The rain pummeled the East Texas ground on a humid, August evening. The lightening was the most spectacular display of electric sky I have ever seen in my life. I was awe-struck by its power and beauty.
These last days have been full. We got the keys to move in to a rental house.
At the same time my husband’s brother and sister brought my mother in law out from California. We moved her from one memory care unit to another. In California she was an hour away, in Texas ten minutes. We were busy with details and caregivers and the grief that comes with decades old dementia.
But that doesn’t mean the rest of the world doesn’t matter.
Earlier this summer my hubby took our teenager and grown son on a tour of the University of Virginia at Charlottesville. Their precious feet walked on the ground that hosted hatred and violence this weekend.
I don’t know everything that took place during the riots, but I know enough.
When I get a friend request on social media from someone I have not seen for years, I generally send a message that says something along the lines of, “I am a right-wing, religious nut. Ignore any political posts you don’t like but know that I do post other funny things and pictures of my kids, who are adorable.”
I am pretty darn comfy my own political skin.
Most people who know me know that I am a right leaning conservative. It is a secret to no one.
But if anyone saw the horror that was called “UNITE THE RIGHT” and thought that might be what I believed, I would be sick to my stomach. That is not the platform of anyone seeking political solutions to real problems. They promote and espouse ideas that are not even rational.
What happened last weekend was terrorism. It was vile, putrid poison in souls spilling out to infect anyone it came in contact with. My son told me there were swastikas and Nazi salutes. While I was unpacking Depends and walkers, he was watching the news and keeping me informed.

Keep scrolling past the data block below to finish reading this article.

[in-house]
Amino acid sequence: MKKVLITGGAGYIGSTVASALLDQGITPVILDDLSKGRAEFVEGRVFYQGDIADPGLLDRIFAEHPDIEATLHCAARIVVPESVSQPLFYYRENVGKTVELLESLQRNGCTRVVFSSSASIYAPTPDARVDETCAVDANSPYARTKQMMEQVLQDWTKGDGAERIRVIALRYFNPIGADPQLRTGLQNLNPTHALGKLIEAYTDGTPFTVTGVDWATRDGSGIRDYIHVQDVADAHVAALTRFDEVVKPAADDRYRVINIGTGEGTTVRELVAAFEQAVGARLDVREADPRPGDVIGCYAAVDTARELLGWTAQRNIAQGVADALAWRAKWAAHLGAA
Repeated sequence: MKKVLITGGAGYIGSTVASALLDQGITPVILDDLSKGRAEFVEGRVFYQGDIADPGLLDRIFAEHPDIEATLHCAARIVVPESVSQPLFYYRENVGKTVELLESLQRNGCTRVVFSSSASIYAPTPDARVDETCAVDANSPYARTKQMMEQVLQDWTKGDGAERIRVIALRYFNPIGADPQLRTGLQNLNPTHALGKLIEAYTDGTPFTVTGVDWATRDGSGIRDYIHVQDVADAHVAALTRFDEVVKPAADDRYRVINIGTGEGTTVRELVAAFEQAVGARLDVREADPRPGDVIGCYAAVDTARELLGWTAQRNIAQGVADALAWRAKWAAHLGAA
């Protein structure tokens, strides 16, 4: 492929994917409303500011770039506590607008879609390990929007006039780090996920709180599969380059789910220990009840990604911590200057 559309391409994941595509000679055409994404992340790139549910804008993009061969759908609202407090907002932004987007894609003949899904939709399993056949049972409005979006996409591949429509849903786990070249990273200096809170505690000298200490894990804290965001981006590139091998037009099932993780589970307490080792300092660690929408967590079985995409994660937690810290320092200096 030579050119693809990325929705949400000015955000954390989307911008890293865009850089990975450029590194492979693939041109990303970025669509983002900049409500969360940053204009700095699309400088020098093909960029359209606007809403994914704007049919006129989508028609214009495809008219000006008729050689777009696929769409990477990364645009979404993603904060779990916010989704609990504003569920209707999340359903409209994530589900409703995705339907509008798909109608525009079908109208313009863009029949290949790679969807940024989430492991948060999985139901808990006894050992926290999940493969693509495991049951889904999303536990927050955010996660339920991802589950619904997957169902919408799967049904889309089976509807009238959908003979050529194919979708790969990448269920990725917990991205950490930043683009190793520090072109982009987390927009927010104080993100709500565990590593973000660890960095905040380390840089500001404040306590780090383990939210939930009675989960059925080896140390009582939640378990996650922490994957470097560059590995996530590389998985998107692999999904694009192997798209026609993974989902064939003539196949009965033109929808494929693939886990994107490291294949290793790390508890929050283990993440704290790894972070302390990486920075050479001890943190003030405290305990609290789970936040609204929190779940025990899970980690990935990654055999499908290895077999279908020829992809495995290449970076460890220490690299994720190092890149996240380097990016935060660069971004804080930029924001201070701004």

We were disgusted.
I saw a picture online of men carrying “torches”. My first thought was, “Did they order those from Oriental Trading Company?” Seriously, I have used those tiki torches for luau-parties in my back yard. Who does that?
Then, I looked again. I gazed past the angry expressions and saw people who look just like those I have known my whole life. They could have been my brother or my son. They appear the same as friends and neighbors. People who look like that have sat at my table, in places I work, in the stadium of the football field at the local high school.
I want hatred to be obvious, so that it can be singled out, dealt with and shunned. I don’t want it to look like the average guy sitting at the movie theatre next to me. It is so hard to change what we can’t even recognize.
I know I live in a bubble. While people I know may look like the terrorists in Charlottesville, I don’t know anyone who thinks like they do. At least, I don’t know anyone who would admit it to me.
While I can be a delight, I am not known in far and wide circles for my ability to hold my tongue. If any one I knew held the vile opinions spewed a few days ago, that person would likely hide it from me. Seriously. (All who know me are nodding in agreement.)
I was in my 40’s before I’d ever heard someone use the “N word” in real life. I was working at a restaurant and a regular customer said it to someone else in conversation.
I turned and told him to stop. He apologized and said he would never say it in front of me again. I said, “That’s actually not good enough. It is a word designed to incite hate, and you should never say it again.” He got up without eating and left the restaurant.